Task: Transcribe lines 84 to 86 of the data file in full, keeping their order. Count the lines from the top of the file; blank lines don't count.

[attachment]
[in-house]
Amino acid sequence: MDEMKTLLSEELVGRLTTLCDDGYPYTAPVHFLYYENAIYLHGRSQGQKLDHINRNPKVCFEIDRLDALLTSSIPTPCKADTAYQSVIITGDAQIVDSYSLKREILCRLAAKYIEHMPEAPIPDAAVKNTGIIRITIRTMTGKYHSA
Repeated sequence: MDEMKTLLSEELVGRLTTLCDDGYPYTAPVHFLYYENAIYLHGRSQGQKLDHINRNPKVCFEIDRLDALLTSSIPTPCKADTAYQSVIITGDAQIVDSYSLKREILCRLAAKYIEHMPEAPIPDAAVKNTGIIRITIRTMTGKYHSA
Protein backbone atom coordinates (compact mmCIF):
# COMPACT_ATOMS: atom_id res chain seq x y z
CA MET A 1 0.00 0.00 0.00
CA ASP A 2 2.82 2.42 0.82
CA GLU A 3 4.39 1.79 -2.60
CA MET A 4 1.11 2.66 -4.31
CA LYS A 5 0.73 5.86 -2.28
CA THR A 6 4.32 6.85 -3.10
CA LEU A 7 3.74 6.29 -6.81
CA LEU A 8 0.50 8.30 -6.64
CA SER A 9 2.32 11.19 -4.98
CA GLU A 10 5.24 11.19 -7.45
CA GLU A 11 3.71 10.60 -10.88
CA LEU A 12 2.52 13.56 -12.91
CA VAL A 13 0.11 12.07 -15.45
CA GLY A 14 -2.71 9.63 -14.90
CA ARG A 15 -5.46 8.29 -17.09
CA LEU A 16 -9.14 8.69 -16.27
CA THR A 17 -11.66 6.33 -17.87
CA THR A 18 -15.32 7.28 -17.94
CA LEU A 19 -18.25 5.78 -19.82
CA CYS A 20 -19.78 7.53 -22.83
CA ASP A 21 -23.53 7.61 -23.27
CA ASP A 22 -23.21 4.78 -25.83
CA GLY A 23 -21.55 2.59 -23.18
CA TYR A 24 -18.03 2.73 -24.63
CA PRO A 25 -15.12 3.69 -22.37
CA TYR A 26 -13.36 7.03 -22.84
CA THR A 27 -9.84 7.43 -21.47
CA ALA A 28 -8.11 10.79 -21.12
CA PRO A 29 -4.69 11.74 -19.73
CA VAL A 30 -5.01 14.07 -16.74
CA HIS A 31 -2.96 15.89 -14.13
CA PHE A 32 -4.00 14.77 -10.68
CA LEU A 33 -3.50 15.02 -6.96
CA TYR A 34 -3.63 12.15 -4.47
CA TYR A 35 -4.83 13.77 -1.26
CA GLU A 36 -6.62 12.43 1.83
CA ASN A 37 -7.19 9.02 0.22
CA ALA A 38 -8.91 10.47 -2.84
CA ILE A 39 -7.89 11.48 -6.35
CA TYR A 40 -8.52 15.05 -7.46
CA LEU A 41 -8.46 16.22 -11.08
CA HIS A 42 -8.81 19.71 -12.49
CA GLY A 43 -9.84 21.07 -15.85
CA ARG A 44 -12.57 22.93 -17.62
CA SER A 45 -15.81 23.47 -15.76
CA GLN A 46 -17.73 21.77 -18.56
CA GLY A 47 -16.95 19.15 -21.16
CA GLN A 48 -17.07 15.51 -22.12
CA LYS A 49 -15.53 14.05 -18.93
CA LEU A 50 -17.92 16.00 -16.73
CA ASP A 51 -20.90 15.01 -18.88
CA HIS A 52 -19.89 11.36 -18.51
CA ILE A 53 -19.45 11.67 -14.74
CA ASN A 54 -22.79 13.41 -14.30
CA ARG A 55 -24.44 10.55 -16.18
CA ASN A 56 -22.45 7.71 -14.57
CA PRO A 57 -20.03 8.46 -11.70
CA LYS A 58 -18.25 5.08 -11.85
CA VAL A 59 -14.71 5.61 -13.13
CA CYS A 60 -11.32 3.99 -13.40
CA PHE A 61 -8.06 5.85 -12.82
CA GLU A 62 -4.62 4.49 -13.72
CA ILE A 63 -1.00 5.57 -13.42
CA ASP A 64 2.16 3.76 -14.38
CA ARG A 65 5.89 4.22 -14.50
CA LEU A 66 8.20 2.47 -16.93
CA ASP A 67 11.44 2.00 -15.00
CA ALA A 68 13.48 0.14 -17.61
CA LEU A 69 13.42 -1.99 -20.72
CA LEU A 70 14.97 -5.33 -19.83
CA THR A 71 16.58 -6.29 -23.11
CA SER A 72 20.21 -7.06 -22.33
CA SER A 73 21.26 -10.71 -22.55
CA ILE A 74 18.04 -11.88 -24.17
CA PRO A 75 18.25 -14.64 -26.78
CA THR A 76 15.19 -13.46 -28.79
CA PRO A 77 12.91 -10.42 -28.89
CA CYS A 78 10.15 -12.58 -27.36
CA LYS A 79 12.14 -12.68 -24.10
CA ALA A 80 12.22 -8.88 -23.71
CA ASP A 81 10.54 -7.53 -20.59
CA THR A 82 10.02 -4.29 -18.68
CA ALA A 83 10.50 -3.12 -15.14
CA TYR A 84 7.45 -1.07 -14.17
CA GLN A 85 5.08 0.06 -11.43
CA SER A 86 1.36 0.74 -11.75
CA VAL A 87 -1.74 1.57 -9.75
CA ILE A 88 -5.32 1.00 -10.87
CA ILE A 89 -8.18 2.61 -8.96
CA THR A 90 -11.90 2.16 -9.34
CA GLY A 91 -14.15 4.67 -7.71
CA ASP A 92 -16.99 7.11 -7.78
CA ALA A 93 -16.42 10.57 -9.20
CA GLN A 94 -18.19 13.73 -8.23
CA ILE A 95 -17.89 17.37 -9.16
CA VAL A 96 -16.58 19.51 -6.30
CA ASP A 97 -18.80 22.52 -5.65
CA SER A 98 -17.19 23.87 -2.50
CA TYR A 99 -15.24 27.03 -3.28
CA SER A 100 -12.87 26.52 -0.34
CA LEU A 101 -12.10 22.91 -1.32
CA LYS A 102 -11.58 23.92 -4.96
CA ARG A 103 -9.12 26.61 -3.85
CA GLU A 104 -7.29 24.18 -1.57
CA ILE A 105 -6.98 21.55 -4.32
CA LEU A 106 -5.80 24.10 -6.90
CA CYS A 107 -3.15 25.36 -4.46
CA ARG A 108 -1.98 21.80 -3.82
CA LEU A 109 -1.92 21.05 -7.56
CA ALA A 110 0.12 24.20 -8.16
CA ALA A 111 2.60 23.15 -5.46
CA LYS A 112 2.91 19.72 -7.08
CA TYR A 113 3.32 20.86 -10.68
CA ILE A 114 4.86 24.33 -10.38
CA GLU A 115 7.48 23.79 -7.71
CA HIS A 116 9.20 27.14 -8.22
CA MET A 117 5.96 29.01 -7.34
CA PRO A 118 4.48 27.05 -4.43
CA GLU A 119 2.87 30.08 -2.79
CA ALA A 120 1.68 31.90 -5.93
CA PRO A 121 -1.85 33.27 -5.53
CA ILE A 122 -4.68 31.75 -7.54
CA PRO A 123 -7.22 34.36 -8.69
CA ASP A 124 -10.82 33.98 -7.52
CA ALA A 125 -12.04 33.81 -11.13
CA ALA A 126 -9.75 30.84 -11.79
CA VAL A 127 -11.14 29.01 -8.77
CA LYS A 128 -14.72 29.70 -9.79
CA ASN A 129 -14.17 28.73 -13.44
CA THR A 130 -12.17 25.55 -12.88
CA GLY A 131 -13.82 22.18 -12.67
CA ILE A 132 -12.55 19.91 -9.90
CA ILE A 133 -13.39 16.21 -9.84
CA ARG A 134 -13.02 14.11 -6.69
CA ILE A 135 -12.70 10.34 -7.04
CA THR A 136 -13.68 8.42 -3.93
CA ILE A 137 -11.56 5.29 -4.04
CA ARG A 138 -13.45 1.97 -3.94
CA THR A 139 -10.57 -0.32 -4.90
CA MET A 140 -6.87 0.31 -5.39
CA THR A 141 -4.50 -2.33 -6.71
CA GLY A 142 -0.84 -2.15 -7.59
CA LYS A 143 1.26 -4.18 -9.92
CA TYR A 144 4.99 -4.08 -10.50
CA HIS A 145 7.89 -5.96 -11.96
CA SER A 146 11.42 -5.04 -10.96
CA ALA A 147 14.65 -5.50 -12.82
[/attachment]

CA LYS A 79 12.14 -12.68 -24.10
CA ALA A 80 12.22 -8.88 -23.71
CA ASP A 81 10.54 -7.53 -20.59